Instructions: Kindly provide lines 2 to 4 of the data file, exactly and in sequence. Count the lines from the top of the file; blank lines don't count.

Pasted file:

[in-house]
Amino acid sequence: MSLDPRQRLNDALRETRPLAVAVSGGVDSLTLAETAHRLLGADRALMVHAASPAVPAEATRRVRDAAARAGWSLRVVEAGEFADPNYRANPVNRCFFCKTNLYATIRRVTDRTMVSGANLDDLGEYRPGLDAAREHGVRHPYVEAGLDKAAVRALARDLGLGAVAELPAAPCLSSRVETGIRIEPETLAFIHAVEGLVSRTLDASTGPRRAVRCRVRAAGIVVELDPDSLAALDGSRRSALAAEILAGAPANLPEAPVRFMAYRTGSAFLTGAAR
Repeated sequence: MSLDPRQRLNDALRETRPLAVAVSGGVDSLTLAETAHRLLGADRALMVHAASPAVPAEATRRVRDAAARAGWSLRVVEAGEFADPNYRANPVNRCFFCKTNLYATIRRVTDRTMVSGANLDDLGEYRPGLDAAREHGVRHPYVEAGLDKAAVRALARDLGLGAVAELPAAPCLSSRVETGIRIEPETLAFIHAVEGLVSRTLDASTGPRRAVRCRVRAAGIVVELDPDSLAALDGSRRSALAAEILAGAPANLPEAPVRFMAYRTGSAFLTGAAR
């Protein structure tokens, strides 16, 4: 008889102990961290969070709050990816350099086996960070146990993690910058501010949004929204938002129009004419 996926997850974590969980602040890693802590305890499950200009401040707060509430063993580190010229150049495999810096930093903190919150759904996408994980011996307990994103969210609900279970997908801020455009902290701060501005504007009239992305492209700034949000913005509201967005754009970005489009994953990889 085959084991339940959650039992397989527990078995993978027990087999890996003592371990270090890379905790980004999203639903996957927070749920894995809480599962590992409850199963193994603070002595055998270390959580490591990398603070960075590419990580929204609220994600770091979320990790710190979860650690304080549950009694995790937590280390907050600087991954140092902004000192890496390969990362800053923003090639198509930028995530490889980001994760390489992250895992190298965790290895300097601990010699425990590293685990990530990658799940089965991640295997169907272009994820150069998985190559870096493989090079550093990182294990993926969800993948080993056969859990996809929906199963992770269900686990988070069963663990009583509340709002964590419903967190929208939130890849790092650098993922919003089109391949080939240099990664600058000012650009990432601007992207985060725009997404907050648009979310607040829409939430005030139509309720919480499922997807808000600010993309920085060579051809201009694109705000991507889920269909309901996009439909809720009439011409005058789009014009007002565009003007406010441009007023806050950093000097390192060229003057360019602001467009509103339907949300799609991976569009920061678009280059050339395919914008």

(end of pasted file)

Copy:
Amino acid sequence: MSLDPRQRLNDALRETRPLAVAVSGGVDSLTLAETAHRLLGADRALMVHAASPAVPAEATRRVRDAAARAGWSLRVVEAGEFADPNYRANPVNRCFFCKTNLYATIRRVTDRTMVSGANLDDLGEYRPGLDAAREHGVRHPYVEAGLDKAAVRALARDLGLGAVAELPAAPCLSSRVETGIRIEPETLAFIHAVEGLVSRTLDASTGPRRAVRCRVRAAGIVVELDPDSLAALDGSRRSALAAEILAGAPANLPEAPVRFMAYRTGSAFLTGAAR
Repeated sequence: MSLDPRQRLNDALRETRPLAVAVSGGVDSLTLAETAHRLLGADRALMVHAASPAVPAEATRRVRDAAARAGWSLRVVEAGEFADPNYRANPVNRCFFCKTNLYATIRRVTDRTMVSGANLDDLGEYRPGLDAAREHGVRHPYVEAGLDKAAVRALARDLGLGAVAELPAAPCLSSRVETGIRIEPETLAFIHAVEGLVSRTLDASTGPRRAVRCRVRAAGIVVELDPDSLAALDGSRRSALAAEILAGAPANLPEAPVRFMAYRTGSAFLTGAAR
């Protein structure tokens, strides 16, 4: 008889102990961290969070709050990816350099086996960070146990993690910058501010949004929204938002129009004419 996926997850974590969980602040890693802590305890499950200009401040707060509430063993580190010229150049495999810096930093903190919150759904996408994980011996307990994103969210609900279970997908801020455009902290701060501005504007009239992305492209700034949000913005509201967005754009970005489009994953990889 085959084991339940959650039992397989527990078995993978027990087999890996003592371990270090890379905790980004999203639903996957927070749920894995809480599962590992409850199963193994603070002595055998270390959580490591990398603070960075590419990580929204609220994600770091979320990790710190979860650690304080549950009694995790937590280390907050600087991954140092902004000192890496390969990362800053923003090639198509930028995530490889980001994760390489992250895992190298965790290895300097601990010699425990590293685990990530990658799940089965991640295997169907272009994820150069998985190559870096493989090079550093990182294990993926969800993948080993056969859990996809929906199963992770269900686990988070069963663990009583509340709002964590419903967190929208939130890849790092650098993922919003089109391949080939240099990664600058000012650009990432601007992207985060725009997404907050648009979310607040829409939430005030139509309720919480499922997807808000600010993309920085060579051809201009694109705000991507889920269909309901996009439909809720009439011409005058789009014009007002565009003007406010441009007023806050950093000097390192060229003057360019602001467009509103339907949300799609991976569009920061678009280059050339395919914008």